Urinary tract infection (UTI) is the second most common infection in childhood. Large hospital-based pediatric series report an incidence of 3-5%. Dickinson prospectively determined that 1.7/1000 boys and 3.1/1 000 girls annually present with a UTI. This corresponds to about 780 girls and 430 boys per million population aged 0-14 years. Under age 6 years, a UTI furthermore is an indicator of an anatomic and/or functional urinary tract disorder in 35-50% of these patients. Vesicoureteral reflux (VUR) is present in 30-35% of these, but is present in 85% of children with evidence of renal scarring.4•5 This scarring, in turn, is responsible for 20-40% of end-stage renal failure in patients under 40 years of age. From these figures it can be estimated that the risk for hypertension or renal failure after a first, laboratory and clinically proven (index) UTI is about 1% for boys and 0.5% for girls. The imaging evaluation of these children has a dual purpose. On the one hand, it is intended to establish that the kidneys, bladder and urethra are normal, so that subsequent UTis can be treated by a 10 day course of antibiotics without risking renal damage. This affords the opportunity to make sure that normal kidneys remain normal. On the other hand, appropriate imaging is intended to a) identify and grade the severity of VUR, b) to define the extent of renal scarring and to c) determine the site of obstruction, if any. This allows for minimizing renal damage.8 Early identification of these abnormalities, the anatomic basis of which will be discussed later, thus offers the prospect of preventive medicine and sound advice to the clinician regarding antibiotic (for lower grades of VUR) or surgical (for higher grades of VUR and obstructive etiologies) therapeutic measures. The available imaging modalities (VCUG, EU, US, Urodynamics and Radionuclides) all have different capabilities and limitations and should not be used indiscriminately as some employ ionizing radiation, others are invasive, uncomfortable and expensive.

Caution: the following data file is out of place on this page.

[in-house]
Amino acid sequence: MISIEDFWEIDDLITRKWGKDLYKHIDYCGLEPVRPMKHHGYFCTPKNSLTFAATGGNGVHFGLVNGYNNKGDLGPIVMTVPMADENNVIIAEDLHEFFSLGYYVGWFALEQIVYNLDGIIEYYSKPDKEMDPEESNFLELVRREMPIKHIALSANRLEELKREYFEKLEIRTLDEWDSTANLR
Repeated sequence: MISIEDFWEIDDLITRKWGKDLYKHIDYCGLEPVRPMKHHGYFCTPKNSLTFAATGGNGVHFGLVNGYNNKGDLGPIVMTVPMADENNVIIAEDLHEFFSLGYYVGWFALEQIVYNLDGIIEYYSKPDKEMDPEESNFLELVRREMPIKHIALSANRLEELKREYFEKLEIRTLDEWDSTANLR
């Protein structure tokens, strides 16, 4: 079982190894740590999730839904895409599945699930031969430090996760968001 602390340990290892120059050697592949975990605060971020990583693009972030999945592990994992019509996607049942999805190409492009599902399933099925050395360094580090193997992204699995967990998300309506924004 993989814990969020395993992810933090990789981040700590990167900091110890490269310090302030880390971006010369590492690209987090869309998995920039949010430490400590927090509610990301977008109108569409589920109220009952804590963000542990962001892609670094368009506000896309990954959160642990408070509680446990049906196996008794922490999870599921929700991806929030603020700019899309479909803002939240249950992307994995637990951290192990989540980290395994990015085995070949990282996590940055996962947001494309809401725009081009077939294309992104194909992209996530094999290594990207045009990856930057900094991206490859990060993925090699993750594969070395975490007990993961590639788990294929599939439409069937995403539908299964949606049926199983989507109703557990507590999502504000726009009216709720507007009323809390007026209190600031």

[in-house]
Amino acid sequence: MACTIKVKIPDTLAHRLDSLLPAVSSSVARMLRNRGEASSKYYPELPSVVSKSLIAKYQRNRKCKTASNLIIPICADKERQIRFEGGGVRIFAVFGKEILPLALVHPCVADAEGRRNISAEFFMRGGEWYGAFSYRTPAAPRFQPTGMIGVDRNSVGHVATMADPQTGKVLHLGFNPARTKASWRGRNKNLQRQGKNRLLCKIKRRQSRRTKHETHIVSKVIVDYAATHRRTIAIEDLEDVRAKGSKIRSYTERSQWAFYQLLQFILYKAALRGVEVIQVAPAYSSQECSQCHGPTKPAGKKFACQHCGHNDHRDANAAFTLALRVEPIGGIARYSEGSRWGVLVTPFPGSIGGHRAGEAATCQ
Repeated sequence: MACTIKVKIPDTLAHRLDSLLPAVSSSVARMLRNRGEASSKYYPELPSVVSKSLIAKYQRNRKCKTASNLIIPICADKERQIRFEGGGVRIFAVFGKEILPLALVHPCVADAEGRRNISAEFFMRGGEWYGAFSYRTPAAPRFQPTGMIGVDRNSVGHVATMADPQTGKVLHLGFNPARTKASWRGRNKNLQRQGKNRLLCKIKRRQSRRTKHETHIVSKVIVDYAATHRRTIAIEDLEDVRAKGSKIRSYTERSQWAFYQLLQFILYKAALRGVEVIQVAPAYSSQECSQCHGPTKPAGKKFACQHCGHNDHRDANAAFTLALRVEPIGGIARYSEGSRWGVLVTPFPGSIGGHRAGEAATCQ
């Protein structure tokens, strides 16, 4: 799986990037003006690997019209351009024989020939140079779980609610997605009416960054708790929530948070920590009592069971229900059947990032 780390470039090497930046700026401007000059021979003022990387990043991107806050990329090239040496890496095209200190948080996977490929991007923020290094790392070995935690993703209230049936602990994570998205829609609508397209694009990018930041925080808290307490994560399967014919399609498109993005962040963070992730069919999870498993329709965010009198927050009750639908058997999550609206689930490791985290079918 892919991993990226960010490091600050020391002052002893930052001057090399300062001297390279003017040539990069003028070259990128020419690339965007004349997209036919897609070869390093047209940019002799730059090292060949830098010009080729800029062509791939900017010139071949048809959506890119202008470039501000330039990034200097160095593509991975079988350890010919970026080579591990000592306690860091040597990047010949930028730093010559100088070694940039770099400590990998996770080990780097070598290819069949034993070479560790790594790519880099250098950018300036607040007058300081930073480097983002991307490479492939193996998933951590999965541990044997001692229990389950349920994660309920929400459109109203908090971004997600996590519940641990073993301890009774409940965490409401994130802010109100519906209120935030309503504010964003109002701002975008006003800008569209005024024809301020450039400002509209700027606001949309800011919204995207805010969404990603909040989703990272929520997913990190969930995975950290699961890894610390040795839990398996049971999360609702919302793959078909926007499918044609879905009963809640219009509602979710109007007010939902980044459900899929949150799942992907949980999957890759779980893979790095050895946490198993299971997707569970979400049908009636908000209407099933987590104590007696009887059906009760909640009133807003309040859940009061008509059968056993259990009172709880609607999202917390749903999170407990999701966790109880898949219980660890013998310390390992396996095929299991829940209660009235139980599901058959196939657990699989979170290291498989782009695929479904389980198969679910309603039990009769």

Additional Metadata
Keywords urinary tract infection, voiding cystourethrography, imaging, technique
Promotor R.J. Scholtmeijer , M. Meradji
Publisher Erasmus University Rotterdam
Persistent URL hdl.handle.net/1765/50744
Citation
Blickman, J.G. (1991, February 6). Pediatric urinary tract infection: imaging techniques with special reference to voiding cystoerethrography. Erasmus University Rotterdam. Retrieved from http://hdl.handle.net/1765/50744